Benedict XVI Goes on Private Pilgrimage to Shrine

Mentorella, One of Italy’s Oldest

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VATICAN CITY, OCT. 31, 2005 (Zenit.org).- Benedict XVI quietly went on pilgrimage Saturday to the Marian shrine of the “Mother of Graces” of Mentorella, one of Italy’s oldest, about 30 miles east of Rome.

News of the Pope’s excursion appeared in a communiqué from Joaquín Navarro Valls, director of the Vatican press office.

The spokesman explained that the Holy Father left the Vatican around 9 a.m., “celebrated holy Mass in honor of the Virgin,” and returned in the early afternoon.

A few pilgrims who were at the shrine were the only witnesses of the Pope’s visit. He gave them a rosary as a memento.

According to tradition, the Mentorella shrine was built in the fourth century by Emperor Constantine, on Mount Guadagnolo, site of the conversion of the Roman tribune, St. Eustace. The church, dedicated to St. Eustace, was consecrated by Pope Sylvester.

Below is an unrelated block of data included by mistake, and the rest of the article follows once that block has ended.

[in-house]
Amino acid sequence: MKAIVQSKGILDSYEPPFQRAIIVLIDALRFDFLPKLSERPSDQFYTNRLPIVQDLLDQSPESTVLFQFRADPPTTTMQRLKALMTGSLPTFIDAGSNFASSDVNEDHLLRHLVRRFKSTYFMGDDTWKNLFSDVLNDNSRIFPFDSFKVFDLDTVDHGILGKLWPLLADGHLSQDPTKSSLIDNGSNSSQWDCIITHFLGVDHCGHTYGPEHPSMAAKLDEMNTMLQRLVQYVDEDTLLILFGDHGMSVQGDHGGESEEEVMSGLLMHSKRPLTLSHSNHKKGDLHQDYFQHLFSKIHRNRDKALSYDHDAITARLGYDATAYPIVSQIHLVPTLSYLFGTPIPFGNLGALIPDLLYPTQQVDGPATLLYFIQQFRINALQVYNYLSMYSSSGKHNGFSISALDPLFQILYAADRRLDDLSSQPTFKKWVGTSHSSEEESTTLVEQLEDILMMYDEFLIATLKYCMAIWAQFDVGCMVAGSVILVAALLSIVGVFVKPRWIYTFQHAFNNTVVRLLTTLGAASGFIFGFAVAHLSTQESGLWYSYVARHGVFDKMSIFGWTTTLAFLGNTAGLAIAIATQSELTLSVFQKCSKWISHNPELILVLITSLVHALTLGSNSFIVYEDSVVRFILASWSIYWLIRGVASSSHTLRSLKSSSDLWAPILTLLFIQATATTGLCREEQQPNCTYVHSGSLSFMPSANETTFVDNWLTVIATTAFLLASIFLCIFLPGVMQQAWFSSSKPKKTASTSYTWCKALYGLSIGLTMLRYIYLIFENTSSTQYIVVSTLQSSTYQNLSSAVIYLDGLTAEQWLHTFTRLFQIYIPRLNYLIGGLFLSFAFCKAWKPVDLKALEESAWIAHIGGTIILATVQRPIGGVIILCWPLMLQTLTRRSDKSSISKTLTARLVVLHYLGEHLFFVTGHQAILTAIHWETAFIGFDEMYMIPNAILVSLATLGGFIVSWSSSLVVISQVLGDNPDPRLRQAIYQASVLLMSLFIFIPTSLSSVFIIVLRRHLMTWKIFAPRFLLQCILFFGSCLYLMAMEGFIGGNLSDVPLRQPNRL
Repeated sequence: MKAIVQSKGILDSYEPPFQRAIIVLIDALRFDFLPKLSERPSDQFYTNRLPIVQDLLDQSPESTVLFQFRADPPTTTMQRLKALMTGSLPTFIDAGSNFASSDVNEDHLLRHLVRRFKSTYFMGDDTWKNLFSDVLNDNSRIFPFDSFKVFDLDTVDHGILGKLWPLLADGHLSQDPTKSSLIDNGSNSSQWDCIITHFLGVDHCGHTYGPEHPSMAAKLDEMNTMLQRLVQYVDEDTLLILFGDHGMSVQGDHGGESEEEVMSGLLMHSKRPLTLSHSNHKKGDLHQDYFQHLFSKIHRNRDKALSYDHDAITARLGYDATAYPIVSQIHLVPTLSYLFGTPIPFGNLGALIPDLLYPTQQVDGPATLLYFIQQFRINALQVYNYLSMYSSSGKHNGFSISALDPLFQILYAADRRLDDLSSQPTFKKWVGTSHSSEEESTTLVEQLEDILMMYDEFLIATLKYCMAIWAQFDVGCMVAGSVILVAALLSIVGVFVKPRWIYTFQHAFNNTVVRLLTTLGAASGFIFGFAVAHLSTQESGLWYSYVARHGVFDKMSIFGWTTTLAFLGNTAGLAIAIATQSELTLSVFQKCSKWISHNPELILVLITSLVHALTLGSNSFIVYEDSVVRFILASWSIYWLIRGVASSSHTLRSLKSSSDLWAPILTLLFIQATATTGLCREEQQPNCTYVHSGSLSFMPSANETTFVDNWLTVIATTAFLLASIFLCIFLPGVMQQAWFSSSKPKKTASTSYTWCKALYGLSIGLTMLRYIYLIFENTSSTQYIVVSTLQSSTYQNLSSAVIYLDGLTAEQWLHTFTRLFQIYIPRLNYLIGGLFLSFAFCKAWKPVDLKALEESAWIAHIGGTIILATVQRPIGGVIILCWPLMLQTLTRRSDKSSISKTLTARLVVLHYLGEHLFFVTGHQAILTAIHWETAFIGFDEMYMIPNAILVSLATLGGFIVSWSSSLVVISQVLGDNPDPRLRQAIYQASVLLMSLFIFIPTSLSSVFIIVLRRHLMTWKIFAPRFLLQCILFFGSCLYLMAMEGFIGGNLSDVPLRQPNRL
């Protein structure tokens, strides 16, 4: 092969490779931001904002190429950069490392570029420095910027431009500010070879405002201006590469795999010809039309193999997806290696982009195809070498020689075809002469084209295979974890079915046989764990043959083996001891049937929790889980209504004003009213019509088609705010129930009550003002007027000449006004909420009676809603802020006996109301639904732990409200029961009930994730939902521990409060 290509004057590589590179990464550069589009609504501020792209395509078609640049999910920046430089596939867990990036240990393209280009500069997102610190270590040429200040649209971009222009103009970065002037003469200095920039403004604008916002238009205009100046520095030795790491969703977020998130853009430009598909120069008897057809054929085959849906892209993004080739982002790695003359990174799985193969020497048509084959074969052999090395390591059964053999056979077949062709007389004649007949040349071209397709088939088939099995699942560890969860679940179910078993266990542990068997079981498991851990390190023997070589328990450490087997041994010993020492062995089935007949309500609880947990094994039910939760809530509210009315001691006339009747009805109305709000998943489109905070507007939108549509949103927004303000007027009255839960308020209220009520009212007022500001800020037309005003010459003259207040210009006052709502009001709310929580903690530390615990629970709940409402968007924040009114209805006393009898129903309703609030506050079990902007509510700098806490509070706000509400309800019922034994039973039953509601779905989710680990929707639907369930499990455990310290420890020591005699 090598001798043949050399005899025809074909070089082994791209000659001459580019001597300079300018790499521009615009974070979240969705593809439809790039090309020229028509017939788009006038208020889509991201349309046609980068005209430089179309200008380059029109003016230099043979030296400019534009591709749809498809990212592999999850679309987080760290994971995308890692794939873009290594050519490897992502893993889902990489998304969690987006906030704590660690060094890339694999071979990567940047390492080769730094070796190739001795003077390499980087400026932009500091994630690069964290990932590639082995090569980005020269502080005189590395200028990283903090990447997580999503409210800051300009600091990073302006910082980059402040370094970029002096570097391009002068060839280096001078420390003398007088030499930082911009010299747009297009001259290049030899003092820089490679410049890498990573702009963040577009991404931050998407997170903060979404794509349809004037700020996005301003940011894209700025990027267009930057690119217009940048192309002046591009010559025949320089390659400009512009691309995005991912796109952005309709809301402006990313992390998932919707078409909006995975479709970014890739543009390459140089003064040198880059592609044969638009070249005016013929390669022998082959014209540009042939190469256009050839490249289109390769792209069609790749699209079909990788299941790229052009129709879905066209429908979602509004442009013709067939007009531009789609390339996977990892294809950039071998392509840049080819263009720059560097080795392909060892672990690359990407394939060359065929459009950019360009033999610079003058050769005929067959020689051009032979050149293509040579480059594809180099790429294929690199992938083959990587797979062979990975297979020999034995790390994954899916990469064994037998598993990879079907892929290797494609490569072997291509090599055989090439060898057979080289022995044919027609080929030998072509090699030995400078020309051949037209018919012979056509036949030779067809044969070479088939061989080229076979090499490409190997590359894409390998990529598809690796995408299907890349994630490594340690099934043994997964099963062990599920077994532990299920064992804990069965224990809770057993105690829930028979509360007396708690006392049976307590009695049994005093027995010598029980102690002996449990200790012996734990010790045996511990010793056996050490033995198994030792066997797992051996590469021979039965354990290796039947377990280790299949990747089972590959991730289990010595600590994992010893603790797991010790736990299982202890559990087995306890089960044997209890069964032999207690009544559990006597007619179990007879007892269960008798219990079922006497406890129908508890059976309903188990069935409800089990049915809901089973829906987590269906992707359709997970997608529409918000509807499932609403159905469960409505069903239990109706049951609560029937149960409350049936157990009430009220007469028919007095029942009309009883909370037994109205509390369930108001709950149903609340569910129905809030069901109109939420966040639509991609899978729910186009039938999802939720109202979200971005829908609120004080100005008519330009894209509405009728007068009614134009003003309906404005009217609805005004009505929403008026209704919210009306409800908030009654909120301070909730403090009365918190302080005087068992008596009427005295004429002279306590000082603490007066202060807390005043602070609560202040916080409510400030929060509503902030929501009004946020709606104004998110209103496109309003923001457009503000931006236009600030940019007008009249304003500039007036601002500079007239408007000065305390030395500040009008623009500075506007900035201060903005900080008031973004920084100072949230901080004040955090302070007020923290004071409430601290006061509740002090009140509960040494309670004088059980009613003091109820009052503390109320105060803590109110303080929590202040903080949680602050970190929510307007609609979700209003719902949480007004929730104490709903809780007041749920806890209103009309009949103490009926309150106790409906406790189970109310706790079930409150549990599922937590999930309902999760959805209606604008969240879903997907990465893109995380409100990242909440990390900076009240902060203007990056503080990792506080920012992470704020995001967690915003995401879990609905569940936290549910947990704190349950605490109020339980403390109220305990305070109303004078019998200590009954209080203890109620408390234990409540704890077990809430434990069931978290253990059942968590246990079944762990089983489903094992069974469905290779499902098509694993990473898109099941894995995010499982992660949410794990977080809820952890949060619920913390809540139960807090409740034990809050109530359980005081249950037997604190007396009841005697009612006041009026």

12th century

The shrine is served and administered by the Congregation of the Resurrection that, in 1883, purchased it from the Italian state after it had been expropriated. In 1857 Pope Pius IX entrusted this pilgrimage center to that congregation.

On Saturday morning, the shrine’s Polish rector, Father Adam Otrebski, received a telephone call announcing Benedict XVI’s visit. As a memento of his visit, the Pope gave the shrine’s community a chasuble.

The wooden statue of the “Mother of Graces” dates back to the 12th century. It was crowned in 1901.

In 1978, Cardinal Karol Wojtyla visited the shrine on the eve of the conclave in which he would be elected Pope. As John Paul II he visited the shrine on many occasions, the last in 2000.

On his first visit, the Polish Pope said: “This place has helped me a lot to pray. … This place, hidden in the mountains, has particularly fascinated me.”

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